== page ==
Column: Obama’s not-stimulus stimulus

President Barack Obama outlined to Congress last week what was ostensibly a plan to reduce unemployment through hundreds of billions of dollars in spending and tax increases. The plan, which he insisted would get Americans back to work, was bipartisan and would be paid for without adding to the deficit. However, this plan is similar to other measures taken by his administration in the past.

It’s also interesting to note that the administration has abandoned the word "stimulus," although this is the same general plan as other stimulus packages. Even House Minority Leader Nancy Pelosi has urged fellow Democrats to not use the word "stimulus" anymore. Apparently when the last couple years of stimulus didn’t turn the economy around like promised, it’s time to ditch the word. This manipulation of vocabulary is very common throughout every administration. You may remember the Obama Administration insisting its actions in Libya were not war, but "kinetic military action." But this next round of not-stimulus stimulus doesn’t seem like it will live up to all the fanfare of an address to a joint session of Congress.

When rumors about the plan first started coming out, it was estimated to cost $300 billion. But by the time Obama introduced it to Congress, it was estimated at $447 billion, according to the Washington Post.

So, what does the plan do, and how is it supposed to be paid for? Half of the $447 billion is an extension of the Social Security payroll tax cut for employers and employees, which was already put in place by a previous stimulus bill. Another $62 billion is for extending unemployment benefits. So, two-thirds of the bill is nothing new. The remaining $140 billion is mostly for rehiring teachers, school infrastructure and transportation infrastructure (formerly known as ‘shovel-ready’ jobs).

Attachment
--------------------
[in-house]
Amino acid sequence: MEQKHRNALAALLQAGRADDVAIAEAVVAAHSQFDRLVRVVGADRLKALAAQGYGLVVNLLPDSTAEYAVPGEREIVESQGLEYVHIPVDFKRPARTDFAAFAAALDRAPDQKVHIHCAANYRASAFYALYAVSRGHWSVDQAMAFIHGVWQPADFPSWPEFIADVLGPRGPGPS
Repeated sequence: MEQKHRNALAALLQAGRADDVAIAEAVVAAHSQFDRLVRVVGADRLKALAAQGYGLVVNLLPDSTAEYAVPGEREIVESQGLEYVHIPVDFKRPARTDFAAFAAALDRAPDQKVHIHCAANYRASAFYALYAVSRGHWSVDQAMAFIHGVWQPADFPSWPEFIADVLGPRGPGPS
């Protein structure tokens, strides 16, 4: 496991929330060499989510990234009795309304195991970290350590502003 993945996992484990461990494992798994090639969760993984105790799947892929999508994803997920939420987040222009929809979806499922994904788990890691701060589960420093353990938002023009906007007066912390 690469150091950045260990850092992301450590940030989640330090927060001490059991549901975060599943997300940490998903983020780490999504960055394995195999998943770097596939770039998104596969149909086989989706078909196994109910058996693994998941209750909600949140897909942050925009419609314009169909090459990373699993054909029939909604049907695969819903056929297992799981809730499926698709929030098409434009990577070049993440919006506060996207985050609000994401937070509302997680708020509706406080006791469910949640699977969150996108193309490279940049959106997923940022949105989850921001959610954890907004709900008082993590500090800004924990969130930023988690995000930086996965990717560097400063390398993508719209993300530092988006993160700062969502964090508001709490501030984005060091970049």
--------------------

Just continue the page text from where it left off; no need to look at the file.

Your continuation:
The plan also has $467 billion in revenue (tax) increases, they reported, which Republicans are sure to love. This includes $400 billion in revenue found from eliminating itemized deductions for individuals making $200,000 a year or more or families making $250,000 or more. Another $40 billion in revenue comes from closing tax loopholes on oil and gas companies. It’s popular to stick it to the big oil companies, but oil companies will recoup this loss by raising gas prices, effectively making it a tax increase on everyone. It’s disingenuous for the administration to pretend any company would absorb billions of dollars in tax increases without increasing prices — because companies actually have to balance their budgets.

Obama took a calculated risk, oddly waiting a week to introduce his very urgent plan in front of Congress and the American people, especially because Republicans will not go along with almost half a trillion in increased taxes. It seems likely Obama may just get half of his plan through Congress, which will increase the deficit significantly (although I have found nothing that specifies a time frame for this plan). Either Obama thought he could use the bully pulpit of the presidency to force this plan through, or he expected Republicans to ignore the tax increases so he could blame them for increasing the deficit or jobs hostage to political ideology, in which case, the Obama Administration may have outsmarted itself again.

The president always gets some blame or credit for the state of the economy. If the plan passes, it will take a while to see its effects, but since it is mostly an extension of past stimulus efforts, it doesn’t seem likely to have significant positive results.

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